Israeli Forces Keep Killing Americans While U.S. Officials Give Them a Pass
Rachel Corrie stands in front of an Israeli bulldozer to protest the destruction of Palestinian homes along the Rafah-Egypt border on March 16, 2003. Corrie was killed later the same day.
Photo: Courtesy of the Corrie family
Nearly two decades before Israeli forces killed Palestinian American journalist Shireen Abu Akleh, shooting a single bullet into her head while she was reporting from the occupied West Bank city of Jenin, an Israeli soldier drove a bulldozer over American peace activist Rachel Corrie, crushing her to death.
Both killings left little real doubt about the dynamics at play. Abu Akleh was standing with a group of colleagues, wearing a vest clearly marked “PRESS,” nowhere near the fighting that had taken place earlier that morning. Corrie was nonviolently protesting the demolition of a Palestinian family’s home in Gaza. She was wearing a fluorescent orange jacket with reflective stripes and had been on the scene for several hours, at times speaking into a megaphone.
In the moments before her death, Corrie was standing in the path of the bulldozer as other activists had been doing throughout the day. As the driver pushed the machine forward, she climbed onto a mound of dirt so she would be clearly visible, according to witness testimony reviewed by The Intercept. The driver kept advancing. When she fell to the ground, the dirt engulfed her, but the driver moved several feet forward before backing off, effectively crushing her twice. The possibility that he did not see her, as he later claimed, defies all credibility. Still, the Israeli government never took responsibility for her death, and while the U.S. government rejected the results of the Israeli investigation, it did nothing to ensure that such a killing would not happen again. So it did.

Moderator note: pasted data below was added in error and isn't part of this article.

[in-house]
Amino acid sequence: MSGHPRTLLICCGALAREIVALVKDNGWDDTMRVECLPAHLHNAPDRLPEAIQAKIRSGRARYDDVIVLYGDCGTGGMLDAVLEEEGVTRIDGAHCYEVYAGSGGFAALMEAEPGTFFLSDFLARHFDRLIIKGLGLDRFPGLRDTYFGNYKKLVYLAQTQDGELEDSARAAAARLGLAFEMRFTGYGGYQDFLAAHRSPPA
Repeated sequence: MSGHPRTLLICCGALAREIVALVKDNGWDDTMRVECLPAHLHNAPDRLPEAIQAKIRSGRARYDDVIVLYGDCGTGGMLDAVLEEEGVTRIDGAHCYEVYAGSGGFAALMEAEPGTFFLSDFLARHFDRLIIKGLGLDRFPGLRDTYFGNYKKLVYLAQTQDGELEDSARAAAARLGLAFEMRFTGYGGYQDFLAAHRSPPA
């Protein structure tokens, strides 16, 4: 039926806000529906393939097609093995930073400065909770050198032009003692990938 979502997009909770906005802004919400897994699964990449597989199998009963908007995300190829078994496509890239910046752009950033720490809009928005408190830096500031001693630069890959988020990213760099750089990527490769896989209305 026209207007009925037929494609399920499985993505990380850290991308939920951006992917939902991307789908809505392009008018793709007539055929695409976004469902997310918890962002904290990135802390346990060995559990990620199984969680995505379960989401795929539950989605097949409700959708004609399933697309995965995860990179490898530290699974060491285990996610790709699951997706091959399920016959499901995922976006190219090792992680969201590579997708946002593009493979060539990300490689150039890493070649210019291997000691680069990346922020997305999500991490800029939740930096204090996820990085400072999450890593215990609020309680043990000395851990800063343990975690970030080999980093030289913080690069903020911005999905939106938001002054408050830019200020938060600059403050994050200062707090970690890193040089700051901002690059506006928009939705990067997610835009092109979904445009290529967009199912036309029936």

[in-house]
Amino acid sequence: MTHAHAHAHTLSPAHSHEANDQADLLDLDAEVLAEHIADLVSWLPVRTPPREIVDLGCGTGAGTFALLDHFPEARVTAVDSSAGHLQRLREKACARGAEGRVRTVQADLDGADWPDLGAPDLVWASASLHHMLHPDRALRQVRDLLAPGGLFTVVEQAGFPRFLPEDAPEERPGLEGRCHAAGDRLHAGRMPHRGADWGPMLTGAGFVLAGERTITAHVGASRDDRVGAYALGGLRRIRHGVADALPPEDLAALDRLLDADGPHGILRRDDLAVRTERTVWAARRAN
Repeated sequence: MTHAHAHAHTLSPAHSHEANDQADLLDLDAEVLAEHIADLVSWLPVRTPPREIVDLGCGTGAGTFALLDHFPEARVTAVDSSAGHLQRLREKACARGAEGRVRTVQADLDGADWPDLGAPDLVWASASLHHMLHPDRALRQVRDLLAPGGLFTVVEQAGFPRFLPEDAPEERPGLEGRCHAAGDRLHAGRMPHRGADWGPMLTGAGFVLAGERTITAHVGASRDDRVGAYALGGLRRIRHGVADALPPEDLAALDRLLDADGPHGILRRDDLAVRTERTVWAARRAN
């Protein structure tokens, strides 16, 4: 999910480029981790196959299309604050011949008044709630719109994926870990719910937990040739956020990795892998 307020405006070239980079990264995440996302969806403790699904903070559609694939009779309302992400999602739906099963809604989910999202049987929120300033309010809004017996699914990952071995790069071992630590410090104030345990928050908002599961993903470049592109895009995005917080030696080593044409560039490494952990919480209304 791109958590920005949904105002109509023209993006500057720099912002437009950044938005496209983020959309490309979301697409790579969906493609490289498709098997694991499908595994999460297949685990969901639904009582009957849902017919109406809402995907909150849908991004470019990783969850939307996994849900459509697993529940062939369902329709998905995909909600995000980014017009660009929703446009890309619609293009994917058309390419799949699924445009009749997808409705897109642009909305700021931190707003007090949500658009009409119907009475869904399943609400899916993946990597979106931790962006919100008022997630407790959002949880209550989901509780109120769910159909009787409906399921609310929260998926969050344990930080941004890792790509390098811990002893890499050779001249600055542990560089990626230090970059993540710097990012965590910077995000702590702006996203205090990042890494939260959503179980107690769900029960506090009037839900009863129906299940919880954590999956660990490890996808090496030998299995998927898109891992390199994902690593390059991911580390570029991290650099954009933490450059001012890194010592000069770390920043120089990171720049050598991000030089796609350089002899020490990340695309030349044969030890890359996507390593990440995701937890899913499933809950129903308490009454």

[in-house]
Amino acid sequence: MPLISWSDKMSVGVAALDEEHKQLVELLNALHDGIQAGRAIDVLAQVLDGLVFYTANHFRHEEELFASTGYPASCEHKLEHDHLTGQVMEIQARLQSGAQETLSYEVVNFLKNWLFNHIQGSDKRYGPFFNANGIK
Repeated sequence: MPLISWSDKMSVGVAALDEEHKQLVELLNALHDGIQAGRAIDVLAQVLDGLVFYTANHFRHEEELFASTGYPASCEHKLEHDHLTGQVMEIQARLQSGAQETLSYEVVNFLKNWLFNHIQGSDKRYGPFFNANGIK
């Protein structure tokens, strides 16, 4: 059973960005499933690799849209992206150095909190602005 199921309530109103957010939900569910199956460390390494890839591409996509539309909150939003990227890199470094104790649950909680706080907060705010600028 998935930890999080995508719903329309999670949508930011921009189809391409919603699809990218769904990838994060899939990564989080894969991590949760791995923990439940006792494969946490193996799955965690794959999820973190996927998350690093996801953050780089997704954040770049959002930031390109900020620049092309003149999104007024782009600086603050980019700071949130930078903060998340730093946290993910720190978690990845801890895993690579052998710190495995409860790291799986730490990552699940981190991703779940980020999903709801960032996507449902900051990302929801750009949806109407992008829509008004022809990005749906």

Rachel Corrie lies in the dirt, waiting for medical help with three other International Solidarity Movement activists, after she was crushed under an Israeli bulldozer in Rafah, Gaza, on March 16, 2003.
Photo: International Solidarity Movement/Getty Images
Corrie was killed on March 16, 2003, when she was 23. Twelve years later, on the anniversary of her death, her parents and sister met with Antony Blinken for the last time. The deputy secretary of state spoke to them in the sincere way they had come to know well. “Come back anytime,” he told them as the meeting came to a close.
The Corries didn’t want to come back. They had been meeting with Blinken for years, and they were tired. When he asked, earnestly, “What can I do for you?” they felt frustrated. “I appreciate your kindness,” Craig Corrie told Blinken. “I’m glad you are personally engaged. But unless you engage your institution, it doesn’t do me any good.”
“He’s asking, what can I do for you,” Cindy Corrie, Rachel’s mother, told The Intercept. “But there’s a point at which it’s like, what are you guys going to do?”
“I can’t tell you what tools you have to use,” echoed Sarah, Rachel’s sister. “You need to be telling us.”